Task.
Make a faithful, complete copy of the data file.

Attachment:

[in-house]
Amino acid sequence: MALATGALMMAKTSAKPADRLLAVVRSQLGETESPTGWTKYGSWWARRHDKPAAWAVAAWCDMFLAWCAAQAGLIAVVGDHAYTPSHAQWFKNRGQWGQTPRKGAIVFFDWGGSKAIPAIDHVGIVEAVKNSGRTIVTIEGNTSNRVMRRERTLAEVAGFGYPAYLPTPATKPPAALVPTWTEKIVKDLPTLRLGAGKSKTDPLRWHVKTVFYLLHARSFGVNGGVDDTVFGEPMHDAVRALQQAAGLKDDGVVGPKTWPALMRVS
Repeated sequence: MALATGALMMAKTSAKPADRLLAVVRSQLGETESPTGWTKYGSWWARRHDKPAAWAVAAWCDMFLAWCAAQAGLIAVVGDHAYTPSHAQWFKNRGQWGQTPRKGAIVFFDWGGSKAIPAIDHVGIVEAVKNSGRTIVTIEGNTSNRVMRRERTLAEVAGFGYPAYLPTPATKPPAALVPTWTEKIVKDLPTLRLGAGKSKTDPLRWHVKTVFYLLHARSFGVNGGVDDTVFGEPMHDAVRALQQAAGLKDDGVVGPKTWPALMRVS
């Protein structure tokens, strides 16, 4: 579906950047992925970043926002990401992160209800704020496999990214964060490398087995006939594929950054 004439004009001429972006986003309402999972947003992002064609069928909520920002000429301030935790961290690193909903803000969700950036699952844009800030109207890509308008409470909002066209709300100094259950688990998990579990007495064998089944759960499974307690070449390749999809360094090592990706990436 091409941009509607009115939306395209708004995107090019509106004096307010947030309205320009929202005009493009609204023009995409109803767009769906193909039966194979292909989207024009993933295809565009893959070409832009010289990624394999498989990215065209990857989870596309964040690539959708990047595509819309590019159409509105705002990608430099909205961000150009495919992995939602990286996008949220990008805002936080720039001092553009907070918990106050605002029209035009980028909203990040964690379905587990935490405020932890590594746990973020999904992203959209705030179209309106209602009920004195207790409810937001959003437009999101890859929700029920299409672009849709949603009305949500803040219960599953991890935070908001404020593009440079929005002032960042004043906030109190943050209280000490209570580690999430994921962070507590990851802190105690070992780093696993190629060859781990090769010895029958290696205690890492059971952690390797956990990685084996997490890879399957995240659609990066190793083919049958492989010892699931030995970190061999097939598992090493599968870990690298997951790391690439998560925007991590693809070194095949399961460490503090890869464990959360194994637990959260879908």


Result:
[in-house]
Amino acid sequence: MALATGALMMAKTSAKPADRLLAVVRSQLGETESPTGWTKYGSWWARRHDKPAAWAVAAWCDMFLAWCAAQAGLIAVVGDHAYTPSHAQWFKNRGQWGQTPRKGAIVFFDWGGSKAIPAIDHVGIVEAVKNSGRTIVTIEGNTSNRVMRRERTLAEVAGFGYPAYLPTPATKPPAALVPTWTEKIVKDLPTLRLGAGKSKTDPLRWHVKTVFYLLHARSFGVNGGVDDTVFGEPMHDAVRALQQAAGLKDDGVVGPKTWPALMRVS
Repeated sequence: MALATGALMMAKTSAKPADRLLAVVRSQLGETESPTGWTKYGSWWARRHDKPAAWAVAAWCDMFLAWCAAQAGLIAVVGDHAYTPSHAQWFKNRGQWGQTPRKGAIVFFDWGGSKAIPAIDHVGIVEAVKNSGRTIVTIEGNTSNRVMRRERTLAEVAGFGYPAYLPTPATKPPAALVPTWTEKIVKDLPTLRLGAGKSKTDPLRWHVKTVFYLLHARSFGVNGGVDDTVFGEPMHDAVRALQQAAGLKDDGVVGPKTWPALMRVS
């Protein structure tokens, strides 16, 4: 579906950047992925970043926002990401992160209800704020496999990214964060490398087995006939594929950054 004439004009001429972006986003309402999972947003992002064609069928909520920002000429301030935790961290690193909903803000969700950036699952844009800030109207890509308008409470909002066209709300100094259950688990998990579990007495064998089944759960499974307690070449390749999809360094090592990706990436 091409941009509607009115939306395209708004995107090019509106004096307010947030309205320009929202005009493009609204023009995409109803767009769906193909039966194979292909989207024009993933295809565009893959070409832009010289990624394999498989990215065209990857989870596309964040690539959708990047595509819309590019159409509105705002990608430099909205961000150009495919992995939602990286996008949220990008805002936080720039001092553009907070918990106050605002029209035009980028909203990040964690379905587990935490405020932890590594746990973020999904992203959209705030179209309106209602009920004195207790409810937001959003437009999101890859929700029920299409672009849709949603009305949500803040219960599953991890935070908001404020593009440079929005002032960042004043906030109190943050209280000490209570580690999430994921962070507590990851802190105690070992780093696993190629060859781990090769010895029958290696205690890492059971952690390797956990990685084996997490890879399957995240659609990066190793083919049958492989010892699931030995970190061999097939598992090493599968870990690298997951790391690439998560925007991590693809070194095949399961460490503090890869464990959360194994637990959260879908």